lot of indifferent coal, on shore, which could be purchased at about double its value, but nothing could be done until the council moved; and it is proverbial that large bodies like provincial councils, move slowly. The Attorney-General of the Colony, and other big wigs got together, however, after due ceremony, and, thanks to the fact, that the steamer is an infernal machine of modern invention, they were not very long in coming to a decision. If there had been anything about a steamer, in Coke upon Littleton, Bacon, or Bracton, or any other of those old fellows who deal in black letter, I am afraid the Sumter would have been blockaded by the enemy, before she could have gotten to sea. The pros and cons being discussed—I had too much respect for the calibre of certain guns on shore, to throw any shells across the windows of the council-chamber—it was decided that coal was not contraband of war, and that the Sumter might purchase the necessary article in the market. But though she
g it into yarn is similar to that pursued with hemp. Coir cordage is lighter than hemp, is pliable, and has a strength, compared with hempen rope, of 87 to 108 with large rope, and 60 to 65 with small rope. It is well adapted for hawsers, as it is light enough to float in sea-water, and also for runningrigging, but is not so well adapted for standingrigging, owing to its contractibility. Coir is also made from the long, fibrous, black, cloth-like covering of the Borassus gonnutus. Coke. Charred pitcoal. It is carbonized in heaps, in ovens, or in the retorts of the gas manufactory. It may be remarked that the production of the best coke and the best gas from the same coal is incompatible; the bulk of the mass is increased by coking, the weight diminished from 30 to 55 per cent, according to the mode of conducting the process. As the distillation of wood leaves a solid residue of charcoal, so is coke the residue of the distillation of coal. 2,240 pounds, a long ton
e-handle used to make a hole in the ground to receive seed. In the East of England wheat-crops are put in by this means. It is slow, but sure. A man takes a dibble in each hand, and goes backward across the field; children following him drop the grains into the holes. It is economical of seed, but the principal motive is to condense the soil around the seed, so that it may retain moisture in that sandy country which once was a rabbitwarren, and where a certain duchess told the proprietor, Coke of Norfolk, that she saw two rabbits quarreling for one blade of grass. Dib′bling-ma-chine′. One used for making holes in rows for potato sets, for beans, or other things which are planted isolated in rows. It may be adapted for corn by instituting the proper proportion between the parts; corn requiring a greater distance apart in the rows, unless it is only to be tended one way. The machine shown is adapted to be pushed by one man, and may be a useful adjunct to gardening. Dibble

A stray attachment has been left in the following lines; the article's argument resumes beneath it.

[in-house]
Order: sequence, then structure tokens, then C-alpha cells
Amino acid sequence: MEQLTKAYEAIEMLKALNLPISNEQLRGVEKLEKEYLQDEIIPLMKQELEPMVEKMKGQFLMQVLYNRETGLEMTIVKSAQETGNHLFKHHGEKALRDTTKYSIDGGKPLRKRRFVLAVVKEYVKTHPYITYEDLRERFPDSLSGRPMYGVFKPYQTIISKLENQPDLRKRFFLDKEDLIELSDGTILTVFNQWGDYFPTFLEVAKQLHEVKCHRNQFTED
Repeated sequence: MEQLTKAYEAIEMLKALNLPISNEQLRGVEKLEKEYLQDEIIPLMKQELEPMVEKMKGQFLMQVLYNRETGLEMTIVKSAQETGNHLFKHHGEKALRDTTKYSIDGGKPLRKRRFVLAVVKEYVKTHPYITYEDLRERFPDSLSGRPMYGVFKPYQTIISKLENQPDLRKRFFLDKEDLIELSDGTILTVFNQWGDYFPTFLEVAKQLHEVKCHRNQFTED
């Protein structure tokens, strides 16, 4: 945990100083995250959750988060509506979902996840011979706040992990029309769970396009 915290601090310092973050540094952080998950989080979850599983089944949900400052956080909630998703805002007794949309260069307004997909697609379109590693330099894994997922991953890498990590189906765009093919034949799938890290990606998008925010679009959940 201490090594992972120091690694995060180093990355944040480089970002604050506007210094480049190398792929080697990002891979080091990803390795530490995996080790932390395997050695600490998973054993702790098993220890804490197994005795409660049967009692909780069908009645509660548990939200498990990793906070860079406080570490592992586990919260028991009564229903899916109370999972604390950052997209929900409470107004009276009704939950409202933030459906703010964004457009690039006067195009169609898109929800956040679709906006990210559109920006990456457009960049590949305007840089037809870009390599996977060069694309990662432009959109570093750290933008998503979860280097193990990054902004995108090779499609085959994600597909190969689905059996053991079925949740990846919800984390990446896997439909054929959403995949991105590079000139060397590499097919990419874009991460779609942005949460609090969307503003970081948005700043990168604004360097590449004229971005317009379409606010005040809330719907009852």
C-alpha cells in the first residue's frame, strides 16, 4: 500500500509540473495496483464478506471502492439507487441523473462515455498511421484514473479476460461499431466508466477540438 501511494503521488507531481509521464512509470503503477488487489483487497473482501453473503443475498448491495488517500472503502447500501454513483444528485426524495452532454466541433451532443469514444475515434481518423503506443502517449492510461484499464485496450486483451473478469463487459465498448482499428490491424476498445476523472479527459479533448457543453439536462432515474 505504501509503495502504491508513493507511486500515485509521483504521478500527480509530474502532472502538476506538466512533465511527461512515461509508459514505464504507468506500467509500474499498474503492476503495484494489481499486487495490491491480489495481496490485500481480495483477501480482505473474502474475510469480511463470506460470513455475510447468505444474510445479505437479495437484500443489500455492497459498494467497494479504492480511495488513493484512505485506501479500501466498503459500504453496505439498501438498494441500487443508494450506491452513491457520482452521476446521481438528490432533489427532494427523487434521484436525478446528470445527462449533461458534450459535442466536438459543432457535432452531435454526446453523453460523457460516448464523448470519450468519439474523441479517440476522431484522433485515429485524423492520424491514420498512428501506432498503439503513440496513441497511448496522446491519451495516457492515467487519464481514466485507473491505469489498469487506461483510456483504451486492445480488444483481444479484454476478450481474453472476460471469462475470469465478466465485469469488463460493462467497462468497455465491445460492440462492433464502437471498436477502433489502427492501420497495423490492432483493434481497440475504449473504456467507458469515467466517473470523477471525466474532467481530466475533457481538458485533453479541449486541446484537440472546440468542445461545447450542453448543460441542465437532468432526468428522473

y of 47° B., flashes at 86° Fah. An oil which will not flash below 100° may be made by running off the naphtha to 58° B., and exposing the oil in shallow tanks to the sun or a strong light for a day or two. The average yield of crude Pennsylvania oil is stated to be : — Gasolene1 1/2 Refined naphtha10 Benzine4 Refined petroleum or kerosene55 Lubricating oil17 1/2 Paraffine2 Loss, gas, and coke10 —— 100 By cracking it can be made to yield, — Crude naphtha20 Burning oil66 Coke and loss14 —– 100 Oil-safe. A storage-vessel for oil, protected from access of fire, and measurably from the heat of the surrounding atmosphere. It consists of a vessel of sheet-metal with soldered joints in a box of wood with an intervening material which is a poor conductor of heat. Oil is poured in at the top and discharged by pipe and faucet at the bottom. Oil-skin. Cloth treated with oil to make it water and perspiration proof. Oil-still. A still for hydr
hot blast, the quantity of materials necessary for the production of one ton of pig-iron was, — Calcined ore1 3/4 tons Coke3 tons Limestone1/2 ton. In 1831, when the system was coming into use, the blast being warm, — Calcined ore2 tons Coke2 tons Limestone1/2 ton. In 1839, with a hot blast, — Calcined ore1 3/4 tons Coke1 3/4 tons Limestone1/2 ton. the saving in fuel being nearly one half. In addition may be mentioned the fact that anthracite coal and black band ore aCoke1 3/4 tons Limestone1/2 ton. the saving in fuel being nearly one half. In addition may be mentioned the fact that anthracite coal and black band ore are intractable under the cold blast, but the former yields an intense heat, and the latter a rich percentage of good iron with the hot blast. The Calder Works, in 1831, demonstrated the needlessness of coking when the hot blast is employed. Exp Coal, anthracite1.436-1.640 Coal, cannel1.238-1.318 Coal, Cumberland, Md.1.355 Coal, Newcastle1.270 Coal, Welsh1.315 Coke1.000 Corundum3.710-3.981 Cryolite2.692-3.077 Diamond, Oriental3.521-3.550 Diamond, Brazilian3.444 Dolomite2.800 Eart<